A proposal for an after school Satan Club was made by The Satanic Temple and one local student’s parent to create a chapter in the Harrisburg, Pennsylvania public schools, but it was struck down on Tuesday by the Northern York County School Board after an outcry by residents and other parents.

This club has successfully opened a chapter in an elementary school in Moline, Illinois as a counterpoint to Christian after-school programs in the area, and also received widespread protests there by Christian groups.

The Satanic Temple, which is a non-theistic religious movement involved in a large variety of forms of activism, says on the club’s website that they “focus on free inquiry and rationalism, the scientific basis for which we know what we know about the world around us.”

They also insisted that “proselytization is not our goal, and we’re not interested in converting children to Satanism.” It’s important to note here that despite its name, The Satanic Temple does not worship a supernatural Satan as depicted in Christianity. Their beliefs reportedly embody the literary interpretation of Satan and encourage open skepticism and autonomy.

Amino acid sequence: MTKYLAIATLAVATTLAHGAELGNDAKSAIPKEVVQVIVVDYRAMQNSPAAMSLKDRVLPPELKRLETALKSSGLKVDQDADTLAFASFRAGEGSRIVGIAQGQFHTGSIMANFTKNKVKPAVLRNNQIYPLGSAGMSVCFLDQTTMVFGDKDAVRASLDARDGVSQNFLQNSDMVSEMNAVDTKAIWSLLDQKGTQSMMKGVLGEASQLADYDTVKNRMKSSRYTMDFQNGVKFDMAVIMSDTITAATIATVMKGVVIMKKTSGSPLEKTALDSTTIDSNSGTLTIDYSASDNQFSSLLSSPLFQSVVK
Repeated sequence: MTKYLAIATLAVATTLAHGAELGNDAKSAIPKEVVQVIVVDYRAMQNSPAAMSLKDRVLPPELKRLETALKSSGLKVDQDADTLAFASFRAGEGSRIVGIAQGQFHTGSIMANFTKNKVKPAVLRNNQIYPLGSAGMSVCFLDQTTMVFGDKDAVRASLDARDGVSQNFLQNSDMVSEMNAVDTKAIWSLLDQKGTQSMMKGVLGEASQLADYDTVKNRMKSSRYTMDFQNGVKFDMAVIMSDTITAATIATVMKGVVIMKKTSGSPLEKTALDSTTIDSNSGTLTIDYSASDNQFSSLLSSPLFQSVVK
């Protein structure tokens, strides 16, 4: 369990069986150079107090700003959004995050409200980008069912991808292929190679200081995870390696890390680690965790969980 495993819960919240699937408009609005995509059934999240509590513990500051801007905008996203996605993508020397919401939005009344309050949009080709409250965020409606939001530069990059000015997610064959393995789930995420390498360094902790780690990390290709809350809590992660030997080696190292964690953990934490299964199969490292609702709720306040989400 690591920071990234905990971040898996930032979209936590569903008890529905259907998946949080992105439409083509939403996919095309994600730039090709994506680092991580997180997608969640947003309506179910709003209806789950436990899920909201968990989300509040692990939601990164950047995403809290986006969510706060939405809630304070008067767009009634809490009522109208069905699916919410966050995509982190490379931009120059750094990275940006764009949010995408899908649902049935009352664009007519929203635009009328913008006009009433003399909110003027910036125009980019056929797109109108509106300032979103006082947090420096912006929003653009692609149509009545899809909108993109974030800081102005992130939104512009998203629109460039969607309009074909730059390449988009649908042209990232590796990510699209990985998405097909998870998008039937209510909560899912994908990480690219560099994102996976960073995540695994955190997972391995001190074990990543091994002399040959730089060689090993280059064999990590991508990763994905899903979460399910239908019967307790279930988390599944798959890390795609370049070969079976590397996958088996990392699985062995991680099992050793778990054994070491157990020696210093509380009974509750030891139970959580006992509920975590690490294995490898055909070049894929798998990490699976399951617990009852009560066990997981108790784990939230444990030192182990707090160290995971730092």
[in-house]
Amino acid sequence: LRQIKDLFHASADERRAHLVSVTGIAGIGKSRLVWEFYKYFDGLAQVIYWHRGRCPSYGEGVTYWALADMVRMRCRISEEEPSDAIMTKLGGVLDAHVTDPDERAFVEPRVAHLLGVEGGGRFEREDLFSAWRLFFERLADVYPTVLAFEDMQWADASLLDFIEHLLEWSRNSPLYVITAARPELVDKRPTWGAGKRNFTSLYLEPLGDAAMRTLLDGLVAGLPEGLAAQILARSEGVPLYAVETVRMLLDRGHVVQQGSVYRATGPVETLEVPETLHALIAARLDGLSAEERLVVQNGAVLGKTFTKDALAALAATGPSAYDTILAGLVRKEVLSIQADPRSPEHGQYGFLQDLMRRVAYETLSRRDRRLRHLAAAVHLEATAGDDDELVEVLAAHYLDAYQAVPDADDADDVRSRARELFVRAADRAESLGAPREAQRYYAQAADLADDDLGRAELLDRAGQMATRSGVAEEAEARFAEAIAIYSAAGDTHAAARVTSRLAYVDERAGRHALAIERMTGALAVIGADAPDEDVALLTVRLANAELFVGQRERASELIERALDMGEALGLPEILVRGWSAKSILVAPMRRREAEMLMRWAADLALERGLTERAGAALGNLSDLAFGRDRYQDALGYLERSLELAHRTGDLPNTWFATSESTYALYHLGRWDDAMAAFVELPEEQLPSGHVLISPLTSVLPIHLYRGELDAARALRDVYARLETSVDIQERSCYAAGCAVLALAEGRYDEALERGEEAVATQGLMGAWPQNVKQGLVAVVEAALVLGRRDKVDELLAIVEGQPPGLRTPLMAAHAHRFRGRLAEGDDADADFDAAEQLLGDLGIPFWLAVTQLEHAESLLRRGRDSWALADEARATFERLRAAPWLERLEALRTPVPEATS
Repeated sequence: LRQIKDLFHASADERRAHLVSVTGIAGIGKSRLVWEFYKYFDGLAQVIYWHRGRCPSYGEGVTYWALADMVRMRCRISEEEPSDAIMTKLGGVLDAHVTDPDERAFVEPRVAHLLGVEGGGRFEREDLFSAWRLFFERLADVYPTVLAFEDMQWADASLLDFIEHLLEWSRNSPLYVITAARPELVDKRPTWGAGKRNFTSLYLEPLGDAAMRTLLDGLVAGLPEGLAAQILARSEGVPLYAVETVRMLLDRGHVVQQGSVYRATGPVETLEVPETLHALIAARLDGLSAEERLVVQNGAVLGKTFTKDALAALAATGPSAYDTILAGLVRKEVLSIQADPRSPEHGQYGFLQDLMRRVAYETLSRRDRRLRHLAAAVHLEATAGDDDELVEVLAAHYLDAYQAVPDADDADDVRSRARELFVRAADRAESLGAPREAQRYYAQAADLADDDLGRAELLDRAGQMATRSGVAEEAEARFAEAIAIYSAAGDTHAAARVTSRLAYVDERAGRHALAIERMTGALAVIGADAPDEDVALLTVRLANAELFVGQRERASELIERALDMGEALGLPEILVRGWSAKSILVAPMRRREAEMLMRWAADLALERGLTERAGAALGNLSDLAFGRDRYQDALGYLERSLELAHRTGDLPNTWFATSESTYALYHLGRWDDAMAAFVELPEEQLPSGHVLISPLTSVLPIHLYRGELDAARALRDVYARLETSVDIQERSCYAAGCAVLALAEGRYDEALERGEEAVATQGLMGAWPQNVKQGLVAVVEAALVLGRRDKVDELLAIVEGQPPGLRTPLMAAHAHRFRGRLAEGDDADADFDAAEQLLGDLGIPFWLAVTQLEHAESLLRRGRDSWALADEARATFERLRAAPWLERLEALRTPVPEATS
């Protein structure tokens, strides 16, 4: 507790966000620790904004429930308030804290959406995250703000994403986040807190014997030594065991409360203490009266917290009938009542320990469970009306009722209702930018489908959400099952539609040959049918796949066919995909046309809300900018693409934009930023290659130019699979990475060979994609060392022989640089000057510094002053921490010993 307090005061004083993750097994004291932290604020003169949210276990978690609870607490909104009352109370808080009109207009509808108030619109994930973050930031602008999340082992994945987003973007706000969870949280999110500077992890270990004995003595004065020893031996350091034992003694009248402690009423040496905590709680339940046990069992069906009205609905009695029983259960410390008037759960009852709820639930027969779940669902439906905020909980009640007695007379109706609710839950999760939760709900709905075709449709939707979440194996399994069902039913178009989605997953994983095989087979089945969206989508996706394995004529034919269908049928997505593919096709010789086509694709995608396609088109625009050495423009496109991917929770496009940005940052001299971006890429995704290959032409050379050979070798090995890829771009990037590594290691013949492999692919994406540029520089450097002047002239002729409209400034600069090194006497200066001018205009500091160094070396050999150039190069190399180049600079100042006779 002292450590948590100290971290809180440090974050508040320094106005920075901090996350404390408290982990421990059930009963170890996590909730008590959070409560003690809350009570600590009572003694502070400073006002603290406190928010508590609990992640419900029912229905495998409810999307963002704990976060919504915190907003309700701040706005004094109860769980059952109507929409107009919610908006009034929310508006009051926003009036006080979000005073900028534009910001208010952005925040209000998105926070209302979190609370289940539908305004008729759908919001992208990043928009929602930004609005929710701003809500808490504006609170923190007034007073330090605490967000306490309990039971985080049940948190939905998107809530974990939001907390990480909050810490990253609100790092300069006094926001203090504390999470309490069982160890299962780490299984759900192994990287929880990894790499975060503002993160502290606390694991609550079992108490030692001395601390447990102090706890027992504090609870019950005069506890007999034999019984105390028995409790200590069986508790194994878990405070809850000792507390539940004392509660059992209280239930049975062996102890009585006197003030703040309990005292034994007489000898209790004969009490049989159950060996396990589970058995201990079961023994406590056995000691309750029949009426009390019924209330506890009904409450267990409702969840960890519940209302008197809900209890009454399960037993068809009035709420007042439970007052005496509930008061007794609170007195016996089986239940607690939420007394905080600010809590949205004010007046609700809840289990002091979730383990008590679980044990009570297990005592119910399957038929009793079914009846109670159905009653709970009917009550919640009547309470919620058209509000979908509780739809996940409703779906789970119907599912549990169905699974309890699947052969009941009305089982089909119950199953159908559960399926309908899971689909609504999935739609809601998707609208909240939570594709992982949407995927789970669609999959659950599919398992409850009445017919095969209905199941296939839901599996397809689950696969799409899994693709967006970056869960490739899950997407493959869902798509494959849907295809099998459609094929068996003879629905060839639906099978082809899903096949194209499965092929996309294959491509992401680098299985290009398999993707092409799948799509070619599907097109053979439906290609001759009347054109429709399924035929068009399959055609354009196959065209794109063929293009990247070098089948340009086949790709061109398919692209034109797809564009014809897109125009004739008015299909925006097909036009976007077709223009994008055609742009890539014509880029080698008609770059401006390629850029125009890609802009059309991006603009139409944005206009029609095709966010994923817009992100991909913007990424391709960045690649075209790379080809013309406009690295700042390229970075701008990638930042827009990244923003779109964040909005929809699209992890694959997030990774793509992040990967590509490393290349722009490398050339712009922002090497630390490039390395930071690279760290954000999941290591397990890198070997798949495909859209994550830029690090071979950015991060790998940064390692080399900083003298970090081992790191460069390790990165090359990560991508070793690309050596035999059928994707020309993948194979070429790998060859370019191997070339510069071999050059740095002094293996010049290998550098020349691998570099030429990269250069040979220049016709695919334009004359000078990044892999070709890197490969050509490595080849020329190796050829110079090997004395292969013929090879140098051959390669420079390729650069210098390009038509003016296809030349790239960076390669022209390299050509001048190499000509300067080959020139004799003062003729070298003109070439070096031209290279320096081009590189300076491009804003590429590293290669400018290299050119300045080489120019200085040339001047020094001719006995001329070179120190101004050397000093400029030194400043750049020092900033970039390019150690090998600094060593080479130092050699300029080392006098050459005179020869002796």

Parents in Pennsylvania were not at all convinced of this, however. At one public school board meeting, a woman said, “Satan is a liar and Satan will show himself as light when he is in fact not light.” The co-founder of the Satanic Temple, Lucien Greaves, said that this negative response was an example of “these old witch hunter mythologies that never served a positive function.”

The Satanic Temple has been known to draw headlines in the past for big public stunts meant to anger Christians. One of the first moves that drew attention to them was when they performed a “pink mass” ritual they held at the grave of the mother of Fred Phelps, founder of the homophobic Westboro Baptist Church. Multiple same-sex couples kissed at the gravesite and the Temple said that they successfully made Phelps’ mom “gay in the afterlife.”

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